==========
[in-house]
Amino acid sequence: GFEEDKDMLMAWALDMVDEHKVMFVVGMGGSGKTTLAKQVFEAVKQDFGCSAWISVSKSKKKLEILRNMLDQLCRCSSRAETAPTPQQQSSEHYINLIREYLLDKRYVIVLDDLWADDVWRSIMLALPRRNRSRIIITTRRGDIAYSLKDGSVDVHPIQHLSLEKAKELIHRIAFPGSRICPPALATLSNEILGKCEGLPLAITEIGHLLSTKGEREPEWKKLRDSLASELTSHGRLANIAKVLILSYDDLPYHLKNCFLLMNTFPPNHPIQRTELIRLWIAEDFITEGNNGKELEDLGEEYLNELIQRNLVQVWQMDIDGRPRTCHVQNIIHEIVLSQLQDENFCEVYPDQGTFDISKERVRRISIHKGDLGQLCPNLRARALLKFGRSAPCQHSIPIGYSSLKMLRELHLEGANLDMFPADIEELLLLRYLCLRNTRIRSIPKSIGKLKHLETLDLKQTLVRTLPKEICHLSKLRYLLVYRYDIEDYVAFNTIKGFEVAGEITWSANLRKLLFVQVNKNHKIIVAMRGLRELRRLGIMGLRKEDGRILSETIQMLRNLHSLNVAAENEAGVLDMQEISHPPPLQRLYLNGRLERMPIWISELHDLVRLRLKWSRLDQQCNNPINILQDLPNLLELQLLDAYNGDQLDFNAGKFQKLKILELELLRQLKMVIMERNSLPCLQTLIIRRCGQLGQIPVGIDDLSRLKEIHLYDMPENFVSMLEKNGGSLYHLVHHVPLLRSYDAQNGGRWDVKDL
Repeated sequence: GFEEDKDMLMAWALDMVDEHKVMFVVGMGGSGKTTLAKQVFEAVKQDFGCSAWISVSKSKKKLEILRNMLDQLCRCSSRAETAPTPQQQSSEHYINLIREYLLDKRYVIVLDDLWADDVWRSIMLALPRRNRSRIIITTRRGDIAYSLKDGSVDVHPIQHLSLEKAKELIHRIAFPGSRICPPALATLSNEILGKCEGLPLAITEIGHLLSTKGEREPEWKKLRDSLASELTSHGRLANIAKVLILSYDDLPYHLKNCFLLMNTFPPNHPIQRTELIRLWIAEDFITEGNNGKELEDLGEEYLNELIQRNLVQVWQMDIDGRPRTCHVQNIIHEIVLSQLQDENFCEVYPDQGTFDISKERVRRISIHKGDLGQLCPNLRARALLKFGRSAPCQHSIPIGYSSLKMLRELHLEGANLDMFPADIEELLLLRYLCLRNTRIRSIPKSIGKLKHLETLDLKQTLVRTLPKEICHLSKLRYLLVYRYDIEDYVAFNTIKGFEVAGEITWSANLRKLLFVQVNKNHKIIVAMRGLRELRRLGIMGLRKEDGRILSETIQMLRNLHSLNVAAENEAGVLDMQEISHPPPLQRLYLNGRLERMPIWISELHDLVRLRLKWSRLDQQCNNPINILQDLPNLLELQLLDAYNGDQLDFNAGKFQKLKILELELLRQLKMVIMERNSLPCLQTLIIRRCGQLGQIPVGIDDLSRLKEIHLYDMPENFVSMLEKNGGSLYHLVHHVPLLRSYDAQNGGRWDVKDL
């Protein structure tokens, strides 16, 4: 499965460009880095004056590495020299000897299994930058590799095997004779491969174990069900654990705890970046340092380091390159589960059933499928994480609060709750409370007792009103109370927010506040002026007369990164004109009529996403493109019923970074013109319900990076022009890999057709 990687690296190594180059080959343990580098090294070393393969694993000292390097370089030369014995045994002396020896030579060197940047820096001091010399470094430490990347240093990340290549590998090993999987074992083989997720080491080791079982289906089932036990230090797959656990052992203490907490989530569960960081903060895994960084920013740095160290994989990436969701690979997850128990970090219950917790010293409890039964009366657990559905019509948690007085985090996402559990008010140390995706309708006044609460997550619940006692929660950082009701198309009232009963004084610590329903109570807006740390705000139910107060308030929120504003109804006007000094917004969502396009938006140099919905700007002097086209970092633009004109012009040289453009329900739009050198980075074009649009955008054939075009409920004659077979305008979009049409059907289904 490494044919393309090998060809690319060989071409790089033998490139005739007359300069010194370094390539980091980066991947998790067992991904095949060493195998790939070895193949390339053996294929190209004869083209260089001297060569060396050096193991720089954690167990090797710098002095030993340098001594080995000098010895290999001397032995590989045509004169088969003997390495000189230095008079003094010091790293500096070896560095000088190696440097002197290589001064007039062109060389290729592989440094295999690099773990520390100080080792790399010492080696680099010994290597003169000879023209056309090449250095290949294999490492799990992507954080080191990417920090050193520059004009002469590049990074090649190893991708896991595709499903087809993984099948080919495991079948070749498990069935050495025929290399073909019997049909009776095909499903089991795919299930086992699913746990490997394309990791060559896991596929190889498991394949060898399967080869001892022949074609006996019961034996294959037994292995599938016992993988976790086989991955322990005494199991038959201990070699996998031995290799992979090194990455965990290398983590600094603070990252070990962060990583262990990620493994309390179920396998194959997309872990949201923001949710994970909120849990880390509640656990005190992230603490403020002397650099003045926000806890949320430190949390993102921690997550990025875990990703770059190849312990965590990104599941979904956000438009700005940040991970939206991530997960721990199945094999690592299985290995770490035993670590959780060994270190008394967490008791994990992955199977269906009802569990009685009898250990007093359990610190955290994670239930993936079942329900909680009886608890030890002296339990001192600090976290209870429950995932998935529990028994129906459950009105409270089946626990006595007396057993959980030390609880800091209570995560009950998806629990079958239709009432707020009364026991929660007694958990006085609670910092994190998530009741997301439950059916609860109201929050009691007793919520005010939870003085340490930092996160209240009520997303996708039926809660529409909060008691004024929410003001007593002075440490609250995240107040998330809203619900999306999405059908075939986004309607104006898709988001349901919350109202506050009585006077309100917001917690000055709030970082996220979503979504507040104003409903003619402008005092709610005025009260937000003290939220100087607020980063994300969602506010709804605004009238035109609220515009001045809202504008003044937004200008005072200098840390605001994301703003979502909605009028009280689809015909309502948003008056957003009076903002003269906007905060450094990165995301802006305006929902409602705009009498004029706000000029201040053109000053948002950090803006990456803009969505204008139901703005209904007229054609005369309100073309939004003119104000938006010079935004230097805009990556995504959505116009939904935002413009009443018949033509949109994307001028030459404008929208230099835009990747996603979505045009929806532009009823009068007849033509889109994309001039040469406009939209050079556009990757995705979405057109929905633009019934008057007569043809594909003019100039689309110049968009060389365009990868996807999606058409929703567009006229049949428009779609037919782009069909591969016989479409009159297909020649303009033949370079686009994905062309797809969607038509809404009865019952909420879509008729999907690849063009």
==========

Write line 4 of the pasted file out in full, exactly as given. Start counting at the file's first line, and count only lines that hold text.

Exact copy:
């Protein structure tokens, strides 16, 4: 499965460009880095004056590495020299000897299994930058590799095997004779491969174990069900654990705890970046340092380091390159589960059933499928994480609060709750409370007792009103109370927010506040002026007369990164004109009529996403493109019923970074013109319900990076022009890999057709 990687690296190594180059080959343990580098090294070393393969694993000292390097370089030369014995045994002396020896030579060197940047820096001091010399470094430490990347240093990340290549590998090993999987074992083989997720080491080791079982289906089932036990230090797959656990052992203490907490989530569960960081903060895994960084920013740095160290994989990436969701690979997850128990970090219950917790010293409890039964009366657990559905019509948690007085985090996402559990008010140390995706309708006044609460997550619940006692929660950082009701198309009232009963004084610590329903109570807006740390705000139910107060308030929120504003109804006007000094917004969502396009938006140099919905700007002097086209970092633009004109012009040289453009329900739009050198980075074009649009955008054939075009409920004659077979305008979009049409059907289904 490494044919393309090998060809690319060989071409790089033998490139005739007359300069010194370094390539980091980066991947998790067992991904095949060493195998790939070895193949390339053996294929190209004869083209260089001297060569060396050096193991720089954690167990090797710098002095030993340098001594080995000098010895290999001397032995590989045509004169088969003997390495000189230095008079003094010091790293500096070896560095000088190696440097002197290589001064007039062109060389290729592989440094295999690099773990520390100080080792790399010492080696680099010994290597003169000879023209056309090449250095290949294999490492799990992507954080080191990417920090050193520059004009002469590049990074090649190893991708896991595709499903087809993984099948080919495991079948070749498990069935050495025929290399073909019997049909009776095909499903089991795919299930086992699913746990490997394309990791060559896991596929190889498991394949060898399967080869001892022949074609006996019961034996294959037994292995599938016992993988976790086989991955322990005494199991038959201990070699996998031995290799992979090194990455965990290398983590600094603070990252070990962060990583262990990620493994309390179920396998194959997309872990949201923001949710994970909120849990880390509640656990005190992230603490403020002397650099003045926000806890949320430190949390993102921690997550990025875990990703770059190849312990965590990104599941979904956000438009700005940040991970939206991530997960721990199945094999690592299985290995770490035993670590959780060994270190008394967490008791994990992955199977269906009802569990009685009898250990007093359990610190955290994670239930993936079942329900909680009886608890030890002296339990001192600090976290209870429950995932998935529990028994129906459950009105409270089946626990006595007396057993959980030390609880800091209570995560009950998806629990079958239709009432707020009364026991929660007694958990006085609670910092994190998530009741997301439950059916609860109201929050009691007793919520005010939870003085340490930092996160209240009520997303996708039926809660529409909060008691004024929410003001007593002075440490609250995240107040998330809203619900999306999405059908075939986004309607104006898709988001349901919350109202506050009585006077309100917001917690000055709030970082996220979503979504507040104003409903003619402008005092709610005025009260937000003290939220100087607020980063994300969602506010709804605004009238035109609220515009001045809202504008003044937004200008005072200098840390605001994301703003979502909605009028009280689809015909309502948003008056957003009076903002003269906007905060450094990165995301802006305006929902409602705009009498004029706000000029201040053109000053948002950090803006990456803009969505204008139901703005209904007229054609005369309100073309939004003119104000938006010079935004230097805009990556995504959505116009939904935002413009009443018949033509949109994307001028030459404008929208230099835009990747996603979505045009929806532009009823009068007849033509889109994309001039040469406009939209050079556009990757995705979405057109929905633009019934008057007569043809594909003019100039689309110049968009060389365009990868996807999606058409929703567009006229049949428009779609037919782009069909591969016989479409009159297909020649303009033949370079686009994905062309797809969607038509809404009865019952909420879509008729999907690849063009």